Not quite the P. R. spin Mercedes-Benz was looking for...

The clear fan favourite was Peter Brock. Not the American who designed the Cobra Daytona coupe, but Australia’s most famous sedan racer.

He was entered in a brand-new Holden "ute". Anyone old enough to remember the Ford Ranchero and Chevy El Camino will know what a "ute" is - a sedan/pick-up truck hybrid. It is Australia’s unique contribution to the world of automotive design.

You can’t get more Australian than Peter Brock driving a ute. "BROCKIE!" and "Utes rule!" were the most common signs we saw along the road, held up by thousands of fans who line the route to witness the passing parade.

Sure, there were the dignitaries, the officials, the local mayors and their wives.

Most impressive were the kids, mostly gorgeous, mostly blond-haired - the Vikings must have discovered Tasmania too...

Despite his local fame, Brock was just another racer. As we were lined up to parade to Hobart’s Wrest Point Casino for the "official" finish, we ended up beside him in the line. He rolled his window down, signalled us to do the same, and asked brightly, "So, how’d your run go, mates!?"

"It was a ripper!!" we replied, in our best Aussie slang, quite thrilled that he’d make the effort to say hello to a couple of foreigners when he clearly didn’t have to. A classy move.

There were crashes. We survived a minor "off" on the famous South Riana stage. We had just acknowledged another car which had run out of fuel. The next corner was an uphill right-hander, right into the sun.

Rule Number One for Targa Tasmania - don’t let the boy scouts wash your windshield. The smeared glass blinded Doug's vision, he got onto the gravel on the shoulder, locked up the brakes, and we slid gently into an earthen embankment.

Doug is meticulous in all things. Any other driver would have roared backwards, slammed it into first, and rocketed on up the road.

Not Doug; he wanted to ensure the wheel wasn't damaged.

So I ran down the hill to place the warning triangles 50 and 100 metres from our car, as the rules require. I had just placed the first one when Doug drove the car out - it was OK!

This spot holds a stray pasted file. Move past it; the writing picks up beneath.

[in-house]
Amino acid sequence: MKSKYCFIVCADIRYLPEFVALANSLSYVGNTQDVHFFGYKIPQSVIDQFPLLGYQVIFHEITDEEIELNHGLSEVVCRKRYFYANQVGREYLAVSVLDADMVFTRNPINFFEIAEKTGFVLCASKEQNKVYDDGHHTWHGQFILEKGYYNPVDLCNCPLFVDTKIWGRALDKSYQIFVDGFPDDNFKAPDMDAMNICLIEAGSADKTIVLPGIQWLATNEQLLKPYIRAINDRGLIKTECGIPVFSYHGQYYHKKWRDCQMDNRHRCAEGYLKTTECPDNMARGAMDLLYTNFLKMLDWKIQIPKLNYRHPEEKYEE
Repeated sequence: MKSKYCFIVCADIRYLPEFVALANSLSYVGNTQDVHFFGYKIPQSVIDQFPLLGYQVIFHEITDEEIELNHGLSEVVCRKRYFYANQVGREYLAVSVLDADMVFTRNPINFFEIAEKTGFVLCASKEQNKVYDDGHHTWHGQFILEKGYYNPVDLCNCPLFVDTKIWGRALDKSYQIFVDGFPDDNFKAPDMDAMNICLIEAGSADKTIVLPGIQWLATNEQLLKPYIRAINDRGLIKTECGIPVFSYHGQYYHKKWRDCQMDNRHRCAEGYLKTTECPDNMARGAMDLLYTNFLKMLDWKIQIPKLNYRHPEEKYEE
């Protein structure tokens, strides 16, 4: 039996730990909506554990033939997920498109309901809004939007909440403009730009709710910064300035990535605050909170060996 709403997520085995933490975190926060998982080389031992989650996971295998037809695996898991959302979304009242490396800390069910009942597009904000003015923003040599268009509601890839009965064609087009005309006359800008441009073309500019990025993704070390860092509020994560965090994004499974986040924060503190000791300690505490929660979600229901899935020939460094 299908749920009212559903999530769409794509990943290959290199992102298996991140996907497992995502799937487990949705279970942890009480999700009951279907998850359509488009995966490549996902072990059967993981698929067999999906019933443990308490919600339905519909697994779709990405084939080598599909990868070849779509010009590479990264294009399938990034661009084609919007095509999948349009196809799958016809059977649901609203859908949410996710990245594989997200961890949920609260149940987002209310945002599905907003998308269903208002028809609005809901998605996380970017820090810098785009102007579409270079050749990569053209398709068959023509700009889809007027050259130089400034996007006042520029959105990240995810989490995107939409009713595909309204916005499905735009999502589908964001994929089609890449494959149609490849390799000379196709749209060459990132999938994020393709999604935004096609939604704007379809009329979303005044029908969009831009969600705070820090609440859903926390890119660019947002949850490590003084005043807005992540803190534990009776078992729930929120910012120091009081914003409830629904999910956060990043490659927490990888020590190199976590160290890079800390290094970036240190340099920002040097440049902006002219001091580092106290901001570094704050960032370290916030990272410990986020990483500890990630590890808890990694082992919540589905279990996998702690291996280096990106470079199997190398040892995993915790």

Grab the triangle. Run back up the hill.

Wait! The fender is rubbing against the wheel!

Back down the hill, re-position the triangle.

Back UP the hill, hammer on the fender with a tire iron. There; that should do it... Back down the hill to retrieve the triangle. Where’d we put that oxygen bottle?

(I found out later - nobody bothers retrieving their triangles; they're too cheap to worry about.)

Back into the car, a 47-point turn to get going the right way again, and off we went.

Missed our Trophy time by a measly 31 seconds.

Rats.

But we were lucky. We finished.

Unlike one Nissan Skyline GT-R, which ended up in a tree. Not just hitting a tree - IN a tree. Missed a down-hill corner, and ended up in the branches.

A BMW M-Coupe centre-punched another tree, which tried to exact its revenge by falling and almost crushing a couple of rescuers.

One guy in an old Escort, who has developed something of a reputation over the years, missed a right-hander, flew off a 12-metre cliff, and landed on the beach. If it’d been high tide, he’d have been in the ocean.

Results? Well, you’ve never heard of any of these guys, but they’ve never heard of you either. New Zealand-born Melbourne resident Jim Richards and Tasmania’s own Barry Oliver won the Modern competition in a 2000 Porsche 911 Turbo four-wheel drive. It was Richards' fifth win, and he has two second place finishes in ten events. The guy is scary.

Nick Cocks of North Adelaide and Stephen Fong of Sydney took the Historic competition in one of those fabulous Bugatti Type 35Bs - the yellow one.

The Touring Classic prize went to the Tasmanian crew of Philip Nichols and Phillip Blake, in an absolutely beautiful 1958 Austin Healey Sprite.

The Classic winners were Paul Stuart of Brighton Victoria Australia, and Mark Connolly of North Melbourne, in a 1974 Porsche 911 Carrera 2.7.

We finished 57th in the Classic competition, out of 185 cars. We’ll settle for that.

Even though we missed one Targa stage (by that lousy 31 seconds!) they still gave us a Targa Trophy anyway. It's lovely.

Ours is but one of 284 stories in this event. Every car and every team is worthy of a two-page story. I wish I had the space.

All of them - without exception - were remarkably friendly and helpful to a couple of Canadians who didn't know their bums from Page One as far as this event was concerned.

As Doug says, "After twenty minutes, there are no strangers in the Targa Tasmania."

We thank them all.

On the ferry ride back to Melbourne, Doug and I were trying to figure out where else in the world you could run an event like this.

First, you’d need friendly locals who'd be prepared to put in the effort. It wouldn’t hurt if the place needed some tourism bucks, and had a government with the guts to try something different.

You often find such tendencies on an island - like Tasmania - because the isolation often engenders lateral thinking.

Hmm-mm. Can you say, "Targa Newfoundland", boys and girls?

Watch this space.

Until that happens, especially if it doesn’t, car enthusiasts the world over should immediately put the Targa Tasmania on their "Do before you Die" list.

For more information on the Targa Tasmania, check out www.targa.org.au.